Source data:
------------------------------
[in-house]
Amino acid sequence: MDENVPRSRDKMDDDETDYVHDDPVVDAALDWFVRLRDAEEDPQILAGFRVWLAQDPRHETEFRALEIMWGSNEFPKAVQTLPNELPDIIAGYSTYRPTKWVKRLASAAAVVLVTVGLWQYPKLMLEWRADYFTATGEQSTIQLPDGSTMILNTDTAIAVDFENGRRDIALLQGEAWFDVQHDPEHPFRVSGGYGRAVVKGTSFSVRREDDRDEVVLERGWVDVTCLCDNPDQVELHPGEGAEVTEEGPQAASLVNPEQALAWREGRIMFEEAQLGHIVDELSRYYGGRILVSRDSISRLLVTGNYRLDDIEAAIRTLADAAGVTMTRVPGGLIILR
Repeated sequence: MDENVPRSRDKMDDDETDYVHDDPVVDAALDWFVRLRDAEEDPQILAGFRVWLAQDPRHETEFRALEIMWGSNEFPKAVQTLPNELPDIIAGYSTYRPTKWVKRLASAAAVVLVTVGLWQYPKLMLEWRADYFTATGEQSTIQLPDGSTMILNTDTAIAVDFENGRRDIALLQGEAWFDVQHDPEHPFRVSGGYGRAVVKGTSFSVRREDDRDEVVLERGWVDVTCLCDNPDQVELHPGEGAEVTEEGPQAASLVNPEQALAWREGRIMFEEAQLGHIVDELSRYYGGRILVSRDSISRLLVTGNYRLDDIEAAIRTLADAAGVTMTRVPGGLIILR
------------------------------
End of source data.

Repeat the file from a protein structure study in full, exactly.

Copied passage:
[in-house]
Amino acid sequence: MDENVPRSRDKMDDDETDYVHDDPVVDAALDWFVRLRDAEEDPQILAGFRVWLAQDPRHETEFRALEIMWGSNEFPKAVQTLPNELPDIIAGYSTYRPTKWVKRLASAAAVVLVTVGLWQYPKLMLEWRADYFTATGEQSTIQLPDGSTMILNTDTAIAVDFENGRRDIALLQGEAWFDVQHDPEHPFRVSGGYGRAVVKGTSFSVRREDDRDEVVLERGWVDVTCLCDNPDQVELHPGEGAEVTEEGPQAASLVNPEQALAWREGRIMFEEAQLGHIVDELSRYYGGRILVSRDSISRLLVTGNYRLDDIEAAIRTLADAAGVTMTRVPGGLIILR
Repeated sequence: MDENVPRSRDKMDDDETDYVHDDPVVDAALDWFVRLRDAEEDPQILAGFRVWLAQDPRHETEFRALEIMWGSNEFPKAVQTLPNELPDIIAGYSTYRPTKWVKRLASAAAVVLVTVGLWQYPKLMLEWRADYFTATGEQSTIQLPDGSTMILNTDTAIAVDFENGRRDIALLQGEAWFDVQHDPEHPFRVSGGYGRAVVKGTSFSVRREDDRDEVVLERGWVDVTCLCDNPDQVELHPGEGAEVTEEGPQAASLVNPEQALAWREGRIMFEEAQLGHIVDELSRYYGGRILVSRDSISRLLVTGNYRLDDIEAAIRTLADAAGVTMTRVPGGLIILR